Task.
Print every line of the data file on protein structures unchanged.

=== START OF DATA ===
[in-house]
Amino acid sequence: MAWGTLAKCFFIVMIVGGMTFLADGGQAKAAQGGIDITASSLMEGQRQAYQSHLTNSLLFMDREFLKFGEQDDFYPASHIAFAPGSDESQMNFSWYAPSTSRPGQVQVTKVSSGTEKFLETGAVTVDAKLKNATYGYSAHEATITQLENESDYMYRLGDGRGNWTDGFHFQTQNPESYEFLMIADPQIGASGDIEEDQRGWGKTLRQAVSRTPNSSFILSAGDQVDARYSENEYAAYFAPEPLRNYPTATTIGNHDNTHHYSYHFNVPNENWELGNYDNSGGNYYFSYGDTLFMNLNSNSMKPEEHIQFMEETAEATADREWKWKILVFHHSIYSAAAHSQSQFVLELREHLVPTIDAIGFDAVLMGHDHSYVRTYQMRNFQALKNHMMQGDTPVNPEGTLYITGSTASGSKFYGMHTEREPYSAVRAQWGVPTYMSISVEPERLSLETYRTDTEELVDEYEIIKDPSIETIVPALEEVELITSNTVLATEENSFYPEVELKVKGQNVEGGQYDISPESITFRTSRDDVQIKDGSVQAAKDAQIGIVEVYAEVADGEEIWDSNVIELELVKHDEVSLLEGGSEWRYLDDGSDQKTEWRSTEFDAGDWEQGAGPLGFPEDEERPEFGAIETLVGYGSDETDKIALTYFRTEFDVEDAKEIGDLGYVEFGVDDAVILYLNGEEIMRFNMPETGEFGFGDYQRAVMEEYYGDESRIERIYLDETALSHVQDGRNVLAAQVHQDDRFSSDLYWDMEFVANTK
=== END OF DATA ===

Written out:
[in-house]
Amino acid sequence: MAWGTLAKCFFIVMIVGGMTFLADGGQAKAAQGGIDITASSLMEGQRQAYQSHLTNSLLFMDREFLKFGEQDDFYPASHIAFAPGSDESQMNFSWYAPSTSRPGQVQVTKVSSGTEKFLETGAVTVDAKLKNATYGYSAHEATITQLENESDYMYRLGDGRGNWTDGFHFQTQNPESYEFLMIADPQIGASGDIEEDQRGWGKTLRQAVSRTPNSSFILSAGDQVDARYSENEYAAYFAPEPLRNYPTATTIGNHDNTHHYSYHFNVPNENWELGNYDNSGGNYYFSYGDTLFMNLNSNSMKPEEHIQFMEETAEATADREWKWKILVFHHSIYSAAAHSQSQFVLELREHLVPTIDAIGFDAVLMGHDHSYVRTYQMRNFQALKNHMMQGDTPVNPEGTLYITGSTASGSKFYGMHTEREPYSAVRAQWGVPTYMSISVEPERLSLETYRTDTEELVDEYEIIKDPSIETIVPALEEVELITSNTVLATEENSFYPEVELKVKGQNVEGGQYDISPESITFRTSRDDVQIKDGSVQAAKDAQIGIVEVYAEVADGEEIWDSNVIELELVKHDEVSLLEGGSEWRYLDDGSDQKTEWRSTEFDAGDWEQGAGPLGFPEDEERPEFGAIETLVGYGSDETDKIALTYFRTEFDVEDAKEIGDLGYVEFGVDDAVILYLNGEEIMRFNMPETGEFGFGDYQRAVMEEYYGDESRIERIYLDETALSHVQDGRNVLAAQVHQDDRFSSDLYWDMEFVANTK